IMPHAL, October 28: Welcoming the granting of indigenous tribe status to the Rongmei tribe in Nagaland, the Rongmei Naga Council, Manipur (RNCM) has at the same time pointed out that many individual of the tribe have been left out from the list.
A statement signed by its president Thuankubui Pamei and general secretary Achong Gangmei said that this has divided the tribe into two groups-indigenous and non indigenous which is very unfortunate.
It further appealed to the Nagaland government to grant the same status to all Rongmei citizens of Nagaland having voting rights in the State and their children.
Rongmei is one scheduled tribe included in the list of Scheduled Tribes of the Constitution of India and the status of a Schedule Tribe being granted to the Rongmei is a constitutional entitlement anywhere within the territories of India and naturally it includes Nagaland too, it reasoned.
The Rongmei Naga Council of Manipur (RNCM) is prompted to appeal to the Naga Tribe Council of Nagaland (NTCN) to use its good office to let the people restrain and refrain from creating further misunderstanding that may aggravate the situation and jeopardize the common interest, unity among the sister tribes and encourage division within the Naga family, it said.
In this regard, it is strange and absurd to find member-tribes of Tenymie being party to the opposing groups, it said.
Rather we appeal to them to extend help and brotherly cooperation to the Rongmeis living in Nagaland to obtain a full status of indigenous tribe of Nagaland covering all the Rongmei citizens of Nagaland, it said.
The settlement of the Rongmeis in Nagaland is traced back to 1920s under the British period and onwards and they were the first settlers of Naga Bazar of Kohima which they called as Kathuilong village, it said before adding that in Dimapur a village called Ragailong was set up in 1937, located at the site of the present New Market.
In Jalukie area of Peren District, mass migration took place in the last part of the 1965 and early 1966 from Manipur, Assam and some Rongmei from Dimapur responding to an ‘Appeal’ dated October 18, 1965 of the Zeliangrong Tribal Council, Nagaland for settlement in the valley, it claimed.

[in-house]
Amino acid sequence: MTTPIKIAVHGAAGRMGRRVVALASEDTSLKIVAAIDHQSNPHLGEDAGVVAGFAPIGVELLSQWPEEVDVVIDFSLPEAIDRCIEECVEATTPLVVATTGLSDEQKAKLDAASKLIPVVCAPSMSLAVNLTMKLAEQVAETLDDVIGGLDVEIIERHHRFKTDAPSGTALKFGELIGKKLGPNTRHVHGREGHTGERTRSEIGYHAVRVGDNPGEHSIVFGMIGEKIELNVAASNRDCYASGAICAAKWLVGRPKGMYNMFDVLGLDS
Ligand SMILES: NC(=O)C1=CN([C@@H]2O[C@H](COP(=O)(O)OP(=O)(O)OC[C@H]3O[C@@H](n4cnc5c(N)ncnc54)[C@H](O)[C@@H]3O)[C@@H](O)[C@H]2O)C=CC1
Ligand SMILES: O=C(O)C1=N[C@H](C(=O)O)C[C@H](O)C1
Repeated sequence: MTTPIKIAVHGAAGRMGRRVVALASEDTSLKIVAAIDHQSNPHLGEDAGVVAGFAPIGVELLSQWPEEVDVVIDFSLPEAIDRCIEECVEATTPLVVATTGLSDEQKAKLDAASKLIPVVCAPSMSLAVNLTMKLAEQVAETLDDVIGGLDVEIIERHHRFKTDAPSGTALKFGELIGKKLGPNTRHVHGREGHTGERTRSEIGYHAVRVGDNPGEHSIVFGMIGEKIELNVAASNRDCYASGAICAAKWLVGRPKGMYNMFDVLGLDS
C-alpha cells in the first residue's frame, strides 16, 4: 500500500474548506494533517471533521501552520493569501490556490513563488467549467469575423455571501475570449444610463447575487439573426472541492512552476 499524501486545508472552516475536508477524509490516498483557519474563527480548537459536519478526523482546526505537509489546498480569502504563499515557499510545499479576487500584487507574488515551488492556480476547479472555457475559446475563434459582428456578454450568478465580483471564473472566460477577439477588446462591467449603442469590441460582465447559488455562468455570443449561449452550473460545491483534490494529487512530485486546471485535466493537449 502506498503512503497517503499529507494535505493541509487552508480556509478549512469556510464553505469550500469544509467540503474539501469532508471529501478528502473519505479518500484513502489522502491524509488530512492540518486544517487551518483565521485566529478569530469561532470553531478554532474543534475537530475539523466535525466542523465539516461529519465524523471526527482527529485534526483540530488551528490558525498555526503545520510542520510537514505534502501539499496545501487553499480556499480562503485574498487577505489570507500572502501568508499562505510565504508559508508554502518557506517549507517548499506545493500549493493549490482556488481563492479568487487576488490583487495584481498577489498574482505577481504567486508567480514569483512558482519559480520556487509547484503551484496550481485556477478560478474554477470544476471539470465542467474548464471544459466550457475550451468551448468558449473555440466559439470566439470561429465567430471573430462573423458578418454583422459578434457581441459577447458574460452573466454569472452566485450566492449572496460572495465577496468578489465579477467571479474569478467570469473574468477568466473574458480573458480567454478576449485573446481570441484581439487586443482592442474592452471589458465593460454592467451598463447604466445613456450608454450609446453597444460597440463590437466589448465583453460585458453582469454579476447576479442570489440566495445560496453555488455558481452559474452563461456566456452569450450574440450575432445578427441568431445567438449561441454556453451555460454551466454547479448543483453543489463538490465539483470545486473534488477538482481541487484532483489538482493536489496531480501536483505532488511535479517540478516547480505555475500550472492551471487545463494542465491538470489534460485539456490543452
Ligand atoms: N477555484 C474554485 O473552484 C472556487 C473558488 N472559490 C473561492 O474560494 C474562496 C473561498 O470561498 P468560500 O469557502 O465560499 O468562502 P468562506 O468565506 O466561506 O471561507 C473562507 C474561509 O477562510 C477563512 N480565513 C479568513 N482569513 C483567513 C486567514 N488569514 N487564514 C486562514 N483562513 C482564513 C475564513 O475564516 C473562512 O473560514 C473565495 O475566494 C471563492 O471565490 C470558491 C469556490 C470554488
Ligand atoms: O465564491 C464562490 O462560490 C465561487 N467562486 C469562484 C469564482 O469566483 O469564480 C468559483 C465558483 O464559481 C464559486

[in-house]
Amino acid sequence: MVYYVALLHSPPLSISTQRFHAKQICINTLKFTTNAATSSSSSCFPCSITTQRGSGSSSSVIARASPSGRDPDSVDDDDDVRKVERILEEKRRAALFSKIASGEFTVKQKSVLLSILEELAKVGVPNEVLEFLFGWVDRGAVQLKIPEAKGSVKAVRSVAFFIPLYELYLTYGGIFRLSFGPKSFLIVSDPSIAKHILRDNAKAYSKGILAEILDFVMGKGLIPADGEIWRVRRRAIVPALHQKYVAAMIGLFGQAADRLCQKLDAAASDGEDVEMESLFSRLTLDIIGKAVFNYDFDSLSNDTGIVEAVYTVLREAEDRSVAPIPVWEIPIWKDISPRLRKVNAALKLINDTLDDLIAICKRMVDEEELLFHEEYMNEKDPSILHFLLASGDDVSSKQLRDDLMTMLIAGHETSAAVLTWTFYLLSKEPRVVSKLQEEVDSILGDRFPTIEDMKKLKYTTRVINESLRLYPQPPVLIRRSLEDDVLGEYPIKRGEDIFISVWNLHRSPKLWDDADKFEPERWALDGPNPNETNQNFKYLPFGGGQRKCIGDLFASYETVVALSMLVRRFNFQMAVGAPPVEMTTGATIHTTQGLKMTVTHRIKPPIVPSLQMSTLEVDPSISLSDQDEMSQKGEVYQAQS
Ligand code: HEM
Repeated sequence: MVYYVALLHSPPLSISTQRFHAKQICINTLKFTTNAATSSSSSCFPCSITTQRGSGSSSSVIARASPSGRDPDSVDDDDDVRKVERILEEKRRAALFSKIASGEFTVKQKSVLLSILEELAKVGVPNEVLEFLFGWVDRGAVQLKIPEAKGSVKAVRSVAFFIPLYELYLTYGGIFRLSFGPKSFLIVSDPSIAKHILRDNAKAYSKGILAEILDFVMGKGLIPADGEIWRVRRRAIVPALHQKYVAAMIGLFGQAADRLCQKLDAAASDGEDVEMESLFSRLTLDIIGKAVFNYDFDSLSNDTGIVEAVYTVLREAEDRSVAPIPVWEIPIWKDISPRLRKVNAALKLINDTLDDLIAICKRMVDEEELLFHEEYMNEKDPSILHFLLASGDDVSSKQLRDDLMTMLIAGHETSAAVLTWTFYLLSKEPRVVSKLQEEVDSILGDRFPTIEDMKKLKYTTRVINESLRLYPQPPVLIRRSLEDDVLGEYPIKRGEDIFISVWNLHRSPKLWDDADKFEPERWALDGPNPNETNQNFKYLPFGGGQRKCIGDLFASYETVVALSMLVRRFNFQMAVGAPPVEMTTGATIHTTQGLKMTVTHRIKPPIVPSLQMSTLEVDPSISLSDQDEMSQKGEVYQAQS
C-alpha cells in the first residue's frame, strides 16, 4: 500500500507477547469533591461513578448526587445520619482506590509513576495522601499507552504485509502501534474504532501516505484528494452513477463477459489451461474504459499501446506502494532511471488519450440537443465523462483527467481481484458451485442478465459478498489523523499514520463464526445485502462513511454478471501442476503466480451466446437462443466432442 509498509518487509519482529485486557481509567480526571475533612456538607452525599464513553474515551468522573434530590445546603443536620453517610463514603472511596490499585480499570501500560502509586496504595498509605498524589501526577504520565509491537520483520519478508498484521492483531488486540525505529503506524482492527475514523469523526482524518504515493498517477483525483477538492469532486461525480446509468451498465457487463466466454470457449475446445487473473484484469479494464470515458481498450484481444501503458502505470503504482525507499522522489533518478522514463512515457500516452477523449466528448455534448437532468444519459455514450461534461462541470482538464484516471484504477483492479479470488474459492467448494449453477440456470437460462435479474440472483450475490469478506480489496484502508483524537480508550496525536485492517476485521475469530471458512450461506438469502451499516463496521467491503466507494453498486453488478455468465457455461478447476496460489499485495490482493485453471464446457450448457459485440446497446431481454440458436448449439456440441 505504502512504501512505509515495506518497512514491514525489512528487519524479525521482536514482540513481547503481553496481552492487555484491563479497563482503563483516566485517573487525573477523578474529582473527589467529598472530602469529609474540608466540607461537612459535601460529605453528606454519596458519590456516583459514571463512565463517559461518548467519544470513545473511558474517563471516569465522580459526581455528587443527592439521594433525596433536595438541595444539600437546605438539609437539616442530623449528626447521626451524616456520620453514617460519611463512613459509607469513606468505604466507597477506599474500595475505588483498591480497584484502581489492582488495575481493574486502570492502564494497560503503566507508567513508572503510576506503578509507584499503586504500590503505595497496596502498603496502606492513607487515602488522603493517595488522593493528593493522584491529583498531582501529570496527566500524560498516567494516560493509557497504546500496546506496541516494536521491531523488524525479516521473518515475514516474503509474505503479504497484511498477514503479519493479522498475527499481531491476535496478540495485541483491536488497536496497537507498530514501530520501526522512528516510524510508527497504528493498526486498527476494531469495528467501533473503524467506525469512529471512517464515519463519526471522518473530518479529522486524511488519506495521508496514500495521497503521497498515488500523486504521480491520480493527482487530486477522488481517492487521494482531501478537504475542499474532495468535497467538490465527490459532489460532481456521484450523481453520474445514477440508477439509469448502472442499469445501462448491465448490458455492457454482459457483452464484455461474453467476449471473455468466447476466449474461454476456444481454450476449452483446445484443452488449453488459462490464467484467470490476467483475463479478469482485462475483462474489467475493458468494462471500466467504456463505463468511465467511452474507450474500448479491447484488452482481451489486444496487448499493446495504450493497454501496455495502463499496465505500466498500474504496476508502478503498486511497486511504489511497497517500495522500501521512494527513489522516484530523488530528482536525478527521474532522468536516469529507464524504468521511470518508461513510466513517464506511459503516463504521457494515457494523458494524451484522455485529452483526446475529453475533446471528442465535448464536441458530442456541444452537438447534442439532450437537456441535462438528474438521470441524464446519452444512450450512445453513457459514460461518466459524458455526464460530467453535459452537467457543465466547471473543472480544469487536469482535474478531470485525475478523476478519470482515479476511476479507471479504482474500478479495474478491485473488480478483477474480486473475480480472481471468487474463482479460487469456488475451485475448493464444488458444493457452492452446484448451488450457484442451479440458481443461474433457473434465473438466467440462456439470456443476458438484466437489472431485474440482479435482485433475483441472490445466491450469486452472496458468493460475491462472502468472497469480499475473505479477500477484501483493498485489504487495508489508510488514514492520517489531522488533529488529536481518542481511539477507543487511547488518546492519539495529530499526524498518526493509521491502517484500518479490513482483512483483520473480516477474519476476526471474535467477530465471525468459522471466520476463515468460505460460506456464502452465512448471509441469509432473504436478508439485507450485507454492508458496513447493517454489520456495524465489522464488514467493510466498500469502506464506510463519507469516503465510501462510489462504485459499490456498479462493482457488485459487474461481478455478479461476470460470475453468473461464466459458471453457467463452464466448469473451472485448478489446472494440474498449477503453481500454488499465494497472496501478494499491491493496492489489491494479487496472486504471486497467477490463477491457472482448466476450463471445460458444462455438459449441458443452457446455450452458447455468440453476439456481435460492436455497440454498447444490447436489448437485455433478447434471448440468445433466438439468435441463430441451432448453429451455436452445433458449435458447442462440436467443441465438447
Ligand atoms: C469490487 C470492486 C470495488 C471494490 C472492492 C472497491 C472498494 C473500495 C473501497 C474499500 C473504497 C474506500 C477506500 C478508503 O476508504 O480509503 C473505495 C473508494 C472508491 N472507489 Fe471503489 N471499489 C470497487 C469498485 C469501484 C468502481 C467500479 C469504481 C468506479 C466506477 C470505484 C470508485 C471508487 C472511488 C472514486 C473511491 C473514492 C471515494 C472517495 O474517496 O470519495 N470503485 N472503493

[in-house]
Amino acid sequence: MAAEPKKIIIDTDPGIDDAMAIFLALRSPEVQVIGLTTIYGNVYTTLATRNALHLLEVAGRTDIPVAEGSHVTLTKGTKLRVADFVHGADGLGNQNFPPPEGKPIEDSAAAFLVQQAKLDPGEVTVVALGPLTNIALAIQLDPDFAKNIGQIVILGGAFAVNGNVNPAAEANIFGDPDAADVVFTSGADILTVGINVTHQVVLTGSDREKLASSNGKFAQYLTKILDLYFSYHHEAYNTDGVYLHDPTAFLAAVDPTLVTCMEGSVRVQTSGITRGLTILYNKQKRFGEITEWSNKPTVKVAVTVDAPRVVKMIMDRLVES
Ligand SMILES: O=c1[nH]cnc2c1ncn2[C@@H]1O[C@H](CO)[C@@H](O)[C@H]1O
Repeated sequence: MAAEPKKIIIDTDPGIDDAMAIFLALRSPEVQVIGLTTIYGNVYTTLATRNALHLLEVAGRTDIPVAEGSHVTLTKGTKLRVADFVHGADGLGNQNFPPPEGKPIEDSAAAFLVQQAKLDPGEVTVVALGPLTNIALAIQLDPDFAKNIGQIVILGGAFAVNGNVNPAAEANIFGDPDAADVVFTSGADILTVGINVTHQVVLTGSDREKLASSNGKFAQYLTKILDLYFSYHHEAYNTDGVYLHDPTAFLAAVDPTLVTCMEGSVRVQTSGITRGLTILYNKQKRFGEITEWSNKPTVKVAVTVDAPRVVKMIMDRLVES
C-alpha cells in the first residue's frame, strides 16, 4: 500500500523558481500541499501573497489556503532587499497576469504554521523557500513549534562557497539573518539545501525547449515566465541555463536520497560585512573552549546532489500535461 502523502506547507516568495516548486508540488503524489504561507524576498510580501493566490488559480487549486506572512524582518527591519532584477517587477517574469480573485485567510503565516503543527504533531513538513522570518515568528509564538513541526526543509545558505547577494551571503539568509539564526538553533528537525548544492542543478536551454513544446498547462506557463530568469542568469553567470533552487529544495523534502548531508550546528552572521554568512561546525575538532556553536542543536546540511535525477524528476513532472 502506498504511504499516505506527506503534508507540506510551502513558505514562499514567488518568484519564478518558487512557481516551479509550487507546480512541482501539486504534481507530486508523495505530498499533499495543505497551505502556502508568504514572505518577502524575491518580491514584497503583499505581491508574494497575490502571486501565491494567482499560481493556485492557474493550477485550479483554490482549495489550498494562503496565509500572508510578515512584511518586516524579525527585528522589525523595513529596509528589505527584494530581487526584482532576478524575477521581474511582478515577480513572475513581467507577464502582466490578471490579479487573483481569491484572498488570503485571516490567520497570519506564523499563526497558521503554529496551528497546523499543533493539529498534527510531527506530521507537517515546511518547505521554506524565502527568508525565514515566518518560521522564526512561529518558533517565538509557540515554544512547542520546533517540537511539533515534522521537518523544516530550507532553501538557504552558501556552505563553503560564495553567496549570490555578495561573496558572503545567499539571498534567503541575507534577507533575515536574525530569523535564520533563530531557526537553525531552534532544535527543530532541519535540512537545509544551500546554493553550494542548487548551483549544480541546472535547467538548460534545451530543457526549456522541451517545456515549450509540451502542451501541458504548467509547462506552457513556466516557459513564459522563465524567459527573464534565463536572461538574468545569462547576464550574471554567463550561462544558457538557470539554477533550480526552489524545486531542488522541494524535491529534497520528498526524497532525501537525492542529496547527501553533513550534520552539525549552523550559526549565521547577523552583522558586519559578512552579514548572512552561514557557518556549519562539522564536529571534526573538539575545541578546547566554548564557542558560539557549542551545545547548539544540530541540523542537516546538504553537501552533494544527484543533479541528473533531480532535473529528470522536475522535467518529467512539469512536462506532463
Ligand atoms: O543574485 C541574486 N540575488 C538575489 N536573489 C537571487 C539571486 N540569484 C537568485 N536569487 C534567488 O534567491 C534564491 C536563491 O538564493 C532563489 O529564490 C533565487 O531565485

Now, upon the granting of the status of indigenous tribe to the Rongmeis by the State Government of Nagaland, certain section of the people of Nagaland are being reactive to it and have started opposing the decision, it said.
Approval of Rongmei as an indigenous tribe of Nagaland is neither intended to snatch away the rights of others, the share of anyone nor to deprive of opportunity of anyone, it said.
In Manipur, we have some negligible population of Angami and Sema and neither we the Nagas nor the other communities of Manipur are complaining against them. We all are happy to see them achieving progress in all walks of life –social sectors, services, identity and customary activities etc, the statement said before adding that there is no question of indigenous or non indigenous people among us.
It is not only the Rongmei who migrated to Nagaland. In fact many of the Nagas migrated from Manipur to Nagaland, it said.
Though the artificially demarcated Indian State of Nagaland is limited only to small parts of the Naga country, our cherished vision of Nagaland is not confined to the present Nagaland State only, it extends to all the Naga inhabited areas bound by love, blood, ancestry, common homeland and territory, it added.
“We have to see beyond our exclusive outlook and to stop attempting to separate or exclude any Naga tribes from the common fold of the Nagas and no one should give place for infighting among the Nagas”, it said.